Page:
But none of these features compensate for the paper-thin walls, which might have you resorting to earplugs to get some sleep. If you can't nod off, you can watch one of the handful of English language channels on the clunky, old-fashioned telly, which is at odds with the rest of the decor. The buffet breakfast, in the downstairs basement, isn’t bad – there is an array of cold meats, cheeses, pastries, bread rolls, plus yoghurts and a mixture of tinned and fresh fruit. There is even a small selection of mediocre hot food – wafer thin slices of bacon, dense scrambled egg and mini frankfurter sausages. But the café con leche isn't much cop, which is often the case in Spain. Perhaps the best thing about Hesperia Carlit is the well-turned out, friendly and helpful reception staff. 6/10

Tuesday 23 February 2010

Prince Regent, Dulwich Road, Herne Hill

Opposite Brockwell Park and stranded half way between Brixton and Herne Hill, the Prince Regent is an inviting and popular gastropub that has a stylish, chilled French vibe. It has outside tables, in the shadow of two stocky antique lamp posts, while light floods in through the large windows into the cosy, Victorian wood-panelled bar adjacent to a cosy dining room with an array of big, sturdy wooden tables. The laid-back atmosphere is accentuated by the newspapers, the well-thumbed books and the pile of board games. On draught are a couple of real ales, plus a handful of well-known lagers, such as San Miguel (£3.50 a pint) and Becks (£3.10). If you want something soft, the cloudy apple juice is good and is served with a slice of apple wedged on to the glass.

Friday 12 February 2010

Dinosaurs Unleashed, Oxford Street, central London

Inside a massive marquee on a building site opposite Selfridges grandiose department store, a tyrannosaurus rex raises his head and swings his tail, roaring every couple of minutes. Nearby, other, less intimidating, dinosaurs twitch and tremble, while excited kids and parents swarm around them. Outside, an enormous diplodocus, longer than a London bendy bus, pivots its endless tail and neck, watched by a stegosaurus, a meglosaurus and a group of kangaroo-sized raptors. All together, Dinosaurs Unleashed showcases an impressive collection of about 20 animated model dinosaurs. But unleashed isn't quite the right word - they are generally glued to the spot and there aren't that many moving parts on each dinosaur. In some cases, the only sign of life is a beating heart.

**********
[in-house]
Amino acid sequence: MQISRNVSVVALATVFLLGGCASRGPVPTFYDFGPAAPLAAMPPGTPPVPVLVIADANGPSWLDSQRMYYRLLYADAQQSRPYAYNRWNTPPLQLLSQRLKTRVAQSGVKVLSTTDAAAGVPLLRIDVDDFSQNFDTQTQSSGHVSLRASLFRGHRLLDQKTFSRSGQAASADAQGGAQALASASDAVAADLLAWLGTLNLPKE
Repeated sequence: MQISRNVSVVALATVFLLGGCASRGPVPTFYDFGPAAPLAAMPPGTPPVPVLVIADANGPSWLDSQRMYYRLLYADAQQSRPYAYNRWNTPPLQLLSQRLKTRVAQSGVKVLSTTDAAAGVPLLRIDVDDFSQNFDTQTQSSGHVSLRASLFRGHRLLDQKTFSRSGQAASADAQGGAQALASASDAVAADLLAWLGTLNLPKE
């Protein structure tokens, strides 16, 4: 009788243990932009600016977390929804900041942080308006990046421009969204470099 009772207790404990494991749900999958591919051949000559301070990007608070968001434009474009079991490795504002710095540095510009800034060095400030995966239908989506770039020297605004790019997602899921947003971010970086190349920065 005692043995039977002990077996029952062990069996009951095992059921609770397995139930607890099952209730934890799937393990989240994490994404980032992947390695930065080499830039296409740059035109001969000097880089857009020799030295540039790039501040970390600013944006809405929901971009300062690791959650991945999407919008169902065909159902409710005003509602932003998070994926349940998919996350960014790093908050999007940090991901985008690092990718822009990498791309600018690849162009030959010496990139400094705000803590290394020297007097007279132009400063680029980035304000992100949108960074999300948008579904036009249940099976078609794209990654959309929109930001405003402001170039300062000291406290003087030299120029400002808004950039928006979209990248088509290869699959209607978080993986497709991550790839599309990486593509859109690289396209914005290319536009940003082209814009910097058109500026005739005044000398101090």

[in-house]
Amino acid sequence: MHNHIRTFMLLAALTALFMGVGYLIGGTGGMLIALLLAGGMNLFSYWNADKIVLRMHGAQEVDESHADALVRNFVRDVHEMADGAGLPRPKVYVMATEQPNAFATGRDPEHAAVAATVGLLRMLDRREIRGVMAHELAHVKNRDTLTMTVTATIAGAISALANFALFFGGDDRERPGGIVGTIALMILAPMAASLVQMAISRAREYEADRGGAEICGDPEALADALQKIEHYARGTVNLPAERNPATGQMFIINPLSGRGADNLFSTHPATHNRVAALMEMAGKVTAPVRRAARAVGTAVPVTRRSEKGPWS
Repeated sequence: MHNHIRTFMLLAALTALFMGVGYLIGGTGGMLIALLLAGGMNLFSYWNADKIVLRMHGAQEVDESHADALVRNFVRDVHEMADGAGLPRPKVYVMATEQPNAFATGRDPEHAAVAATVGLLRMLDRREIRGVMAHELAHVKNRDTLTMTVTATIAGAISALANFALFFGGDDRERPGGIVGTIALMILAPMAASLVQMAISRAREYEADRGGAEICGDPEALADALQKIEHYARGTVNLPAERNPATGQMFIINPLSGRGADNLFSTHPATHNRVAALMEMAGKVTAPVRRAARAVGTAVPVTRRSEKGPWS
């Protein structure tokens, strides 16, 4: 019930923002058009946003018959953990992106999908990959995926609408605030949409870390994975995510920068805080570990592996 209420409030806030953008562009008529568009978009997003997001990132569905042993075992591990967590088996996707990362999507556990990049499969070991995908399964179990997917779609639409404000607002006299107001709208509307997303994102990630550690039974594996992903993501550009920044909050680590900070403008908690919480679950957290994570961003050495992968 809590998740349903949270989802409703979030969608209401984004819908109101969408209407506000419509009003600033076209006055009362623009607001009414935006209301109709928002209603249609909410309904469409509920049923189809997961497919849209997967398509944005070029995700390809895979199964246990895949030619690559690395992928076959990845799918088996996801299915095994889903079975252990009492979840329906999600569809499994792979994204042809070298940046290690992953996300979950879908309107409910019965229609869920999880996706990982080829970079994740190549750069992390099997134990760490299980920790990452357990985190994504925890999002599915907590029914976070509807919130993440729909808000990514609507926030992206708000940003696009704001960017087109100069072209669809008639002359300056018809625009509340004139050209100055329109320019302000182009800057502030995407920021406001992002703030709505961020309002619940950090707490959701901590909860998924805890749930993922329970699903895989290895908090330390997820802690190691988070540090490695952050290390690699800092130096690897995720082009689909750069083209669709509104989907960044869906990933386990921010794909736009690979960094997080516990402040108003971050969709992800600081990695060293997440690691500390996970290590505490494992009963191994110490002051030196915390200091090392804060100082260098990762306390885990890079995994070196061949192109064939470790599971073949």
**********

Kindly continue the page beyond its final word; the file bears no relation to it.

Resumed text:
Saturday 6 February 2010

Brussels Grill, Place Rogier, Brussels

Surrounded by big hotels, the Brussels Grill's in-your-face neon signage and comfort food pulls in tourists and particularly business travellers by the dozen. There are plenty of closely-packed tables, but even on a Monday night, you may have to wait 20 minutes to be seated in amongst the legions of besuited executives. While you wait, you can have a beer (2.70 euros for a small glass of pilsner) at the compact circular bar. If you pay at the time, be careful it doesn't also end up on your table bill. The safe and static food menu, complete with photographs, leaves little room for imagination or daily specials.  Steaks, with chips and salad, start at about 16 euros before tax, but there are plenty of other staple dishes, such as grilled salmon and chips, caesar salad or spaghetti. The rich and filling stoofvlees (a Belgian beef stew with carrots, costing about 14 euros), also served with skinny chips, mayonnaise and salad, is a good choice on a cold, winter evening. If you have a couple of the decent free bread rolls, that will probably be enough to fill you up. An unashamed tourist trap, Brussels Grill is okay at what it does. 5/10

Friday 5 February 2010

Hotel Des Colonies, Rue Des Croisades, Brussels

A keenly-priced, but rather dingy, 100-year old Brussels hostelry, the Hotel Des Colonies is well-positioned for business and pleasure alike. It is just over a kilometre from La Grand Place and a 20-minute metro journey, involving one change, from the European Commission's Berlaymont building. Inside, the long hall leading to the foyer sees little daylight, but still has some period character, such as the ornate mosaic fountain next to the reception desk. You can sit down here on one of the couches and use the free WiFi, which doesn't cover the guest rooms.